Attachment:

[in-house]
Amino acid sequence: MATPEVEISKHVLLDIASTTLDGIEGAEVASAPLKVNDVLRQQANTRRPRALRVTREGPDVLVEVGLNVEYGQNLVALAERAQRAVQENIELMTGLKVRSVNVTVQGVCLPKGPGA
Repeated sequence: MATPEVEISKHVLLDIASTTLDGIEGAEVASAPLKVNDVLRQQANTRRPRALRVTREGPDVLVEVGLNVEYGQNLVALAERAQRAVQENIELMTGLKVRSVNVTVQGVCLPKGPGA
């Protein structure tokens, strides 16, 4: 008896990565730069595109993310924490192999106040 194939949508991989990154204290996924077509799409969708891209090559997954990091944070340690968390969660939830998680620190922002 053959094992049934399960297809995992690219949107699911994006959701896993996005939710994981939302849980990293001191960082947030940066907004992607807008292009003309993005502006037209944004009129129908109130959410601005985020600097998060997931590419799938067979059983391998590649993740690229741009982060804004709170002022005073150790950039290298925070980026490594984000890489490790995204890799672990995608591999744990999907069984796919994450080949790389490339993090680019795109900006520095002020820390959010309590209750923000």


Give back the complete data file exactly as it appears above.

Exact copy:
[in-house]
Amino acid sequence: MATPEVEISKHVLLDIASTTLDGIEGAEVASAPLKVNDVLRQQANTRRPRALRVTREGPDVLVEVGLNVEYGQNLVALAERAQRAVQENIELMTGLKVRSVNVTVQGVCLPKGPGA
Repeated sequence: MATPEVEISKHVLLDIASTTLDGIEGAEVASAPLKVNDVLRQQANTRRPRALRVTREGPDVLVEVGLNVEYGQNLVALAERAQRAVQENIELMTGLKVRSVNVTVQGVCLPKGPGA
């Protein structure tokens, strides 16, 4: 008896990565730069595109993310924490192999106040 194939949508991989990154204290996924077509799409969708891209090559997954990091944070340690968390969660939830998680620190922002 053959094992049934399960297809995992690219949107699911994006959701896993996005939710994981939302849980990293001191960082947030940066907004992607807008292009003309993005502006037209944004009129129908109130959410601005985020600097998060997931590419799938067979059983391998590649993740690229741009982060804004709170002022005073150790950039290298925070980026490594984000890489490790995204890799672990995608591999744990999907069984796919994450080949790389490339993090680019795109900006520095002020820390959010309590209750923000």